Surprised, flattered, and impressed by her grammar, the Godfather did not notice that once again his companion was overlooked. "No, you are correct; I am he," he replied.

At that moment, there was a soft knock on the door, and a servant, not the girl from the public room, brought in a tray carrying three large earthenware steins of chilled ale, put it on the low table in the middle of the room, and left without saying a word.

Madam Londry immediately picked hers up and sipped from it, smiling at them over the top of it. The Godfather did likewise, except he may have gulped his, slightly flustered at finding out that he was famous. He thought it was very good, and had some more. The Panda lifted his stein, but did not drink from it.

"I have a business proposition to discuss with you," Madam Londry began again. "You see, we have heard of those exquisite slippers of yours, that allow you to fly at will. I believe that if you would license the technology to us, we could make more of them and sell them. The demand would be huge, and of course, as the inventor, you would receive a percentage of the sales."

"But ... I didn't invent them. I found them. In fact, there wasn't even a manual," the Godfather stammered in confusion.

"Well, surely you have some idea how they work," Madam Londry frowned.

"Only that they're magic and I can fly when I'm wearing them," he replied honestly. And for some reason, he felt compelled to add: "And don't call me 'Shirley'."

"Well, then give them to me, and I'll have some of the men who built my 'Mechanisms to Remove Soil from Clothes' look at them. They'll figure them out." She added to herself, "And I must think of a better name for those washing machines, while I'm at it." Addressing the Godfather once again, she added, "Besides, I would think the man wearing the ruby slippers would be accustomed to being called 'Shirley'!"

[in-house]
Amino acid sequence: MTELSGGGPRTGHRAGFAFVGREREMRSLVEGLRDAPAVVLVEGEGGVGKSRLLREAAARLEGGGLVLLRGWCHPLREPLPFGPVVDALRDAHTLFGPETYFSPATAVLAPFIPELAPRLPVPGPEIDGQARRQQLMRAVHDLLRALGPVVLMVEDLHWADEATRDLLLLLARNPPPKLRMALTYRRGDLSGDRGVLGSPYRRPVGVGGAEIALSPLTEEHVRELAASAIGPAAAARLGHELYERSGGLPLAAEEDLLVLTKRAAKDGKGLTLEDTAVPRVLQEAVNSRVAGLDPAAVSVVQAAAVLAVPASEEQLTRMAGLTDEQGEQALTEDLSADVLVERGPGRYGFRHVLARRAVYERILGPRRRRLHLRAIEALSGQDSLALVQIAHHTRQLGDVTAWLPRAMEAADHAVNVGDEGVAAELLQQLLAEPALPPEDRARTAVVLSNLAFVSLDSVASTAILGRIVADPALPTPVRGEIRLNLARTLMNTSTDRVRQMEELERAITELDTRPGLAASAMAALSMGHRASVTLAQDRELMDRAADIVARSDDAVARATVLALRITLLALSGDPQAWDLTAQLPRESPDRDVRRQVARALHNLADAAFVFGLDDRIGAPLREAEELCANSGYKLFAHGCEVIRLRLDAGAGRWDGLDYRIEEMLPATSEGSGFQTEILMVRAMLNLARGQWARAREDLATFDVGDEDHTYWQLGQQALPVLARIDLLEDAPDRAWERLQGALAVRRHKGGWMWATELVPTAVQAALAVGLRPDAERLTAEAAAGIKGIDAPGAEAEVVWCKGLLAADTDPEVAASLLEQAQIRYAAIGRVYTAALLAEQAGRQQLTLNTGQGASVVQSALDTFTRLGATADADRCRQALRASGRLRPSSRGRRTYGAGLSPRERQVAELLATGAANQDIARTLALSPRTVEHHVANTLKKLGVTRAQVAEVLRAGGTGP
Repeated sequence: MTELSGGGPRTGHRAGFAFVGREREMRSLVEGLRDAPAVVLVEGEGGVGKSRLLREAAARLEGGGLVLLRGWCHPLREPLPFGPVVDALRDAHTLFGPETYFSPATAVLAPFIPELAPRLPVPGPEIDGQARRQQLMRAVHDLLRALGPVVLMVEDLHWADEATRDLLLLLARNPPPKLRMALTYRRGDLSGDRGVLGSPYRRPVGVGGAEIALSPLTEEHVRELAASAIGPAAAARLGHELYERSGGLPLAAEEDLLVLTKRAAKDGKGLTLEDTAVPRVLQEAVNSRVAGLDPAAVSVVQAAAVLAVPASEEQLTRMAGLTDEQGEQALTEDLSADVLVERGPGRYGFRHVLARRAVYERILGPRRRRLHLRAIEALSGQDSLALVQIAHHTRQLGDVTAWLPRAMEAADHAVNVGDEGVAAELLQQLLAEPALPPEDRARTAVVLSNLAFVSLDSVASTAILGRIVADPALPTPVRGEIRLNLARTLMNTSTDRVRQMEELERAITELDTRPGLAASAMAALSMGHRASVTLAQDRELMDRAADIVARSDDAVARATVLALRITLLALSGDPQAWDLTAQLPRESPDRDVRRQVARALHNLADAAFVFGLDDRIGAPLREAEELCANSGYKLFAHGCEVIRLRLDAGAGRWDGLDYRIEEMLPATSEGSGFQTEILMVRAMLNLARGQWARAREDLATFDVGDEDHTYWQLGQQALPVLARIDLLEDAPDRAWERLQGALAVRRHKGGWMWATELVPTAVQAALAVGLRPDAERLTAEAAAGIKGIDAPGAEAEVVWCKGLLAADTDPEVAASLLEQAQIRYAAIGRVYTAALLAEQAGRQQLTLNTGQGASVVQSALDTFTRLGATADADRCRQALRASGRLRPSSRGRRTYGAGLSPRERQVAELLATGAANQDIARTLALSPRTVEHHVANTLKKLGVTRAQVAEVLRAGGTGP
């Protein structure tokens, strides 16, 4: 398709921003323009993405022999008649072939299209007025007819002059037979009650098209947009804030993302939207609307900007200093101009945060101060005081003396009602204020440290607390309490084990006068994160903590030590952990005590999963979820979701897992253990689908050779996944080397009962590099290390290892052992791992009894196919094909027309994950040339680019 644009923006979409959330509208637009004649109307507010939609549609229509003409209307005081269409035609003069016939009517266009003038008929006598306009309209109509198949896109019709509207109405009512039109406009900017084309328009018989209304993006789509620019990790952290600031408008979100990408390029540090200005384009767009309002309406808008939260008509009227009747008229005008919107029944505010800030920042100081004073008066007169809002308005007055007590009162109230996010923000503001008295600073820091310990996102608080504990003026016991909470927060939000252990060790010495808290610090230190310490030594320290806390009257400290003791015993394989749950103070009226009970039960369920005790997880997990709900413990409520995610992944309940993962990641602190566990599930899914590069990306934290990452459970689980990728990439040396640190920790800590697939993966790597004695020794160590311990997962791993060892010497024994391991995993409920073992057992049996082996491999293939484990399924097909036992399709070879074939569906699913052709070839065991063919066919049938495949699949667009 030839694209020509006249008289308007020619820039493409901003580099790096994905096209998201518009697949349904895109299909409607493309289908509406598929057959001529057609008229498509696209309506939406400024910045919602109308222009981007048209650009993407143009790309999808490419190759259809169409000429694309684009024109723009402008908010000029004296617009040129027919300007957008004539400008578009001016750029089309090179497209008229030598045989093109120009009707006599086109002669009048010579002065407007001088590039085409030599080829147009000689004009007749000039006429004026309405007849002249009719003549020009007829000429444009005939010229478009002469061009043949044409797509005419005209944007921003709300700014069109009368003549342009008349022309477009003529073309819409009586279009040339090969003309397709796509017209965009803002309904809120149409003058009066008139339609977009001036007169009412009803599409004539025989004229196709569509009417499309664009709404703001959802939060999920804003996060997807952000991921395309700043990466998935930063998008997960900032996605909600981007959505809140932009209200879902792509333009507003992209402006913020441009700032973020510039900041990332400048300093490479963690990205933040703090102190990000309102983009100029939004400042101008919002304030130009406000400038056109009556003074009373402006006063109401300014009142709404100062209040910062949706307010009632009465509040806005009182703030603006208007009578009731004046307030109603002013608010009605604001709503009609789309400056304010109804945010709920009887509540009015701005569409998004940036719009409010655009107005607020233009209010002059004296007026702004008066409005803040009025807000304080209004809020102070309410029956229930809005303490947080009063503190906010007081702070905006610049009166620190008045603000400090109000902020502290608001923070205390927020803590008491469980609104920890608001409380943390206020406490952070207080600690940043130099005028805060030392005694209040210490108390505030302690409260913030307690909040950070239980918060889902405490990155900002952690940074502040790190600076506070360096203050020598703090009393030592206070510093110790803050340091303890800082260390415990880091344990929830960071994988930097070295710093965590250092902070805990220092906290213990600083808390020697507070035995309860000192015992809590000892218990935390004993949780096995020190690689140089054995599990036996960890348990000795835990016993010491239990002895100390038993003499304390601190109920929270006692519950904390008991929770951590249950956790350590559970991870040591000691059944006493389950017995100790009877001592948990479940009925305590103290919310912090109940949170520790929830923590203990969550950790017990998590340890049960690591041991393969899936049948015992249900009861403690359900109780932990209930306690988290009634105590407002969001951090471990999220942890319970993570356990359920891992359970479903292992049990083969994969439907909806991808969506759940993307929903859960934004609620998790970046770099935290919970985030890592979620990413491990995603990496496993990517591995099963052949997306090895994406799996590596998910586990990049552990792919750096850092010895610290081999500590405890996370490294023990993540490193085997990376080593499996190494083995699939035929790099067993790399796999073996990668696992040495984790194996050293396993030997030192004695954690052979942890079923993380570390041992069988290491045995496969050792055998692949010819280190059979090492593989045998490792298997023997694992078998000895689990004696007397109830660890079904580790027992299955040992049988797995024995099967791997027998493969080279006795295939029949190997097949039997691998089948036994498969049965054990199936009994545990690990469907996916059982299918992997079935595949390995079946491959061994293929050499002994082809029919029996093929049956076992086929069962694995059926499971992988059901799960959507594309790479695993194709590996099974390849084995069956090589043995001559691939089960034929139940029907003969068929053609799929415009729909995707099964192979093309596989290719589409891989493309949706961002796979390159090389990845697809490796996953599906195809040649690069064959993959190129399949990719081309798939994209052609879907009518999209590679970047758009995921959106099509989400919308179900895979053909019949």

Outraged, the Godfather tried to jump up, but found that his body would not obey. In fact, his muscles were not responding at all. He was paralyzed. "You've put something in my ale!" he cried.

The Panda jumped up in alarm, and moved between the Godfather and Madam Londry. "It's a good thing I didn't drink mine, then."

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The Godfather looked up at him with his eyes only. "Anticipation?"

The Panda nodded. "That, and it smelled like badger urine."

"I didn't smell badger urine," the Godfather objected. "Wait, that's what badger urine smells like?"

"I'm afraid so," the Panda replied grimly.

"I certainly hope that's not what badger urine tastes like," the Godfather murmured.

The Panda turned back to Madam Londry, bamboo staff at the ready. "Your plan has failed, Madam. Release us."

Suddenly, over her shoulder, a tiny malevolent being appeared, hovering awkwardly on its fairy wings and rubbing its hands together. "Her plan may have failed, but mine is doing just fine!" it said. "So, I guess I don't need her any more," it added, tapping her on the head with its wand. She slumped into her chair, unconscious.

"You!" the Godfather and the Panda exclaimed together. For it was a being they recognized, their nemesis Murphy, the evil fairy who had caused them both so much trouble.

"Yes, indeed," gloated Murphy. "And you, you have both stumbled blindly into the trap I laid for you. I just put a few thoughts into the mind of the Madam here, thoughts that lined up with the ones she already had. Thoughts of developing a product that would allow her to move beyond her one little village, to dominate the entire region. Such a petty goal! But by such means the will of the Universe is advanced."

"Of course," he continued, "she would never have been able to duplicate the slippers. She doesn't even believe in magic! But all I needed her for was to immobilize the two of you long enough for me to take over."

"Then you too have failed," countered the Godfather. "My companion is not immobilized."

Murphy sneered. "Of course she is! Do you think she's going to abandon you, or the wand and slippers?"

Then, seeing the look of shock on the Godfather's face, he laughed out loud. "You mean she didn't tell you? Your trusted companion? Never let you know that she's a female?"

The Godfather's eyes shifted to the Panda's face in mute inquiry.